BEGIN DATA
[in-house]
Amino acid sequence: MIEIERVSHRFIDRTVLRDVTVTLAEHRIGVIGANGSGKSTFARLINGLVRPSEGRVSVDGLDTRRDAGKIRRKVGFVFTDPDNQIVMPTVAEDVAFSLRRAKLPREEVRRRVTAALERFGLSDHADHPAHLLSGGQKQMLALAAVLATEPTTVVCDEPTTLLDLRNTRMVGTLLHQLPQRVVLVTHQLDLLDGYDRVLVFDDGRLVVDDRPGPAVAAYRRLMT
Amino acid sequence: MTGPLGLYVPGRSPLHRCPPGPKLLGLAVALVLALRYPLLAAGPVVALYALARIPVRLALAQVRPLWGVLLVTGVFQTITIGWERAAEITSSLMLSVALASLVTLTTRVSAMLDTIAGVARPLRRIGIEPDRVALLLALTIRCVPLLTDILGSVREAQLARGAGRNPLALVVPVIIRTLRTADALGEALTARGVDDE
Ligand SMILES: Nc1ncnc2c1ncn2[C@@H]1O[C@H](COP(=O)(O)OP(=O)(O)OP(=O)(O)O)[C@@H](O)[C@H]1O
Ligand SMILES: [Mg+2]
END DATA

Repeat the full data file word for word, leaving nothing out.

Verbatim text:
[in-house]
Amino acid sequence: MIEIERVSHRFIDRTVLRDVTVTLAEHRIGVIGANGSGKSTFARLINGLVRPSEGRVSVDGLDTRRDAGKIRRKVGFVFTDPDNQIVMPTVAEDVAFSLRRAKLPREEVRRRVTAALERFGLSDHADHPAHLLSGGQKQMLALAAVLATEPTTVVCDEPTTLLDLRNTRMVGTLLHQLPQRVVLVTHQLDLLDGYDRVLVFDDGRLVVDDRPGPAVAAYRRLMT
Amino acid sequence: MTGPLGLYVPGRSPLHRCPPGPKLLGLAVALVLALRYPLLAAGPVVALYALARIPVRLALAQVRPLWGVLLVTGVFQTITIGWERAAEITSSLMLSVALASLVTLTTRVSAMLDTIAGVARPLRRIGIEPDRVALLLALTIRCVPLLTDILGSVREAQLARGAGRNPLALVVPVIIRTLRTADALGEALTARGVDDE
Ligand SMILES: Nc1ncnc2c1ncn2[C@@H]1O[C@H](COP(=O)(O)OP(=O)(O)OP(=O)(O)O)[C@@H](O)[C@H]1O
Ligand SMILES: [Mg+2]